CC: I think it’s because since I was a child, food has always been a very emotional experience and always connected to how much money we had as a family at any given time. Whether it’s because you eat to live or live to eat there is a deep personal relationship I find a lot of people have with food. So many of us have dietary requirements or intolerances and varying budgets I find it intriguing what people choose to fuel their bodies with and why. I also think food can connect and unite us. It’s an easy conversation starter too and people are always eager to share tips or gadgets or recipes. Nowadays there is such a huge array of ingredients to cater for everyone irrespective of budget/diet/intolerances that people can be more creative than I ever remember growing up.
FW: What is the most unconventional Christmas holiday meal you’ve ever prepared, and what inspired your menu selections?
CC: This is a tricky one as all the meals I’ve prepared around Christmas have been very traditional. The most unconventional Christmas meal I’ve eaten was on holiday in Jaipur. I had the most amazing thali I have ever eaten. It was divine and we ate it in the restaurant of the hotel, which was nestled in the middle of their stunning vegetable garden. Dessert was a freshly made an apple pie and custard. A nod from the chef to the festive season. It was arguably the best apple pie I’ve ever eaten too.
FW: What discoveries of common trends or themes has your study of Sunday dinner habits led you to thus far? In what area(s) have you observed the greatest degree of divergence?
CC: It’s been a fascinating project so far because although what people eat is very different, many people use memories from their childhood to form their new Sunday traditions. Whether it’s using a grandparent’s dishes collected over many years from France, or eating meals that remind people of school dinners, or using recipes that are over fifty years old, everyone so far has had a beautiful memory that they hold on to and weave into their Sunday somehow. Most importantly, for everyone, Sunday is a day for downing tools and being still or doing very little, with loved ones.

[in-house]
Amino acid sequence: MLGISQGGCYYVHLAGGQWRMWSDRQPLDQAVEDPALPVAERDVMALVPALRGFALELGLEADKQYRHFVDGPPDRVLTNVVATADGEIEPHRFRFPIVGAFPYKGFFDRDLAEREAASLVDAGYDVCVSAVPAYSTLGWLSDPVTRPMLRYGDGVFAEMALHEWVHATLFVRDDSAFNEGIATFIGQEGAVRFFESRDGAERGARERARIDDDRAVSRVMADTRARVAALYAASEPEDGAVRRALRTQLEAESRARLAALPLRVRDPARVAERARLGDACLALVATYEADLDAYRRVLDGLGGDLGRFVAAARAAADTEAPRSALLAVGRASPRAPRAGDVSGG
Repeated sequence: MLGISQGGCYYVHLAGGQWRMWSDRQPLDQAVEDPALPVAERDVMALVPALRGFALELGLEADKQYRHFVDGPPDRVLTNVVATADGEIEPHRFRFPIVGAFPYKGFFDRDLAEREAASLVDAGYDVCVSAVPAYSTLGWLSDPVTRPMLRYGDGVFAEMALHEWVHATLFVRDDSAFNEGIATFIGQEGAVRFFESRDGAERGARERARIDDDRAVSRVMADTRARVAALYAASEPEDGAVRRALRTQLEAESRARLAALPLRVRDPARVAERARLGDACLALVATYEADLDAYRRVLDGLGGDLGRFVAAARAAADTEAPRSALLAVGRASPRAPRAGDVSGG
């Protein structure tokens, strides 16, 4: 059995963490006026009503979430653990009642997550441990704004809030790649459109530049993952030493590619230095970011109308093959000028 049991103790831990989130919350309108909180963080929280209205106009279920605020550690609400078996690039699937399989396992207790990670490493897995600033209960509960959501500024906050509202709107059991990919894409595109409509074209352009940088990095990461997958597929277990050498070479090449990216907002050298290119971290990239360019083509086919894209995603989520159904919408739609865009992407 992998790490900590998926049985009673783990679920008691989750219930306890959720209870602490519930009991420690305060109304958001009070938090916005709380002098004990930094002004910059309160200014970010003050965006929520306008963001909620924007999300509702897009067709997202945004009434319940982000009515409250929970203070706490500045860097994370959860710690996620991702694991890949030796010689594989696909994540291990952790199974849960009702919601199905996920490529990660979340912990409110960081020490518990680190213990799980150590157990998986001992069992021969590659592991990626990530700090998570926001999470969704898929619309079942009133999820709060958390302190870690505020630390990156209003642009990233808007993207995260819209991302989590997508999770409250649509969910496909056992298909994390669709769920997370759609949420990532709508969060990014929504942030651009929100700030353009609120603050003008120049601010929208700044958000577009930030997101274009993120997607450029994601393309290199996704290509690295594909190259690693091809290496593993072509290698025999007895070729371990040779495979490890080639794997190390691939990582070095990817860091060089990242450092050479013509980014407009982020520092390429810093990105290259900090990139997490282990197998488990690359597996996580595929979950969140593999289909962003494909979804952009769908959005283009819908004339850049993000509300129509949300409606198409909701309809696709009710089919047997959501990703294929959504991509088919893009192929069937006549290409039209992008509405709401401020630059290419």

FW: What food/cooking/restaurant trends do you most look forward to experiencing in 2017?
CC: There isn’t one trend as such that I want to experience but I will continue to and would like to see more people eat sustainable produce.
FW: Excluding the name of any of your pre-existing blogs, websites, or print/online personas, tell us what name you would give to your memoir about your culinary exploits?
CC: “For the Love of Food”, or “My Food Obsession”.
FW: When you aren’t cooking, eating, or photographing delicious food and drink, how do you most enjoy spending your time?
CC: I love traveling and experiencing new cultures. I try to work abroad as much as possible and try to explore if I get some spare time. Being able to try and photograph different foods while I’m away is a huge perk.
*Note to readers: Catch up with Chiron at her website , and stay abreast of what people are throwing down on Sundays as far as eating and drinking by following her on Instagram and Twitter. Want to feed your eyes, mind, and stomach even further? You can do so by making a second home for yourself at the site for her Sunday Dinners project.
This article first appeared on FlavorfulWorld.com.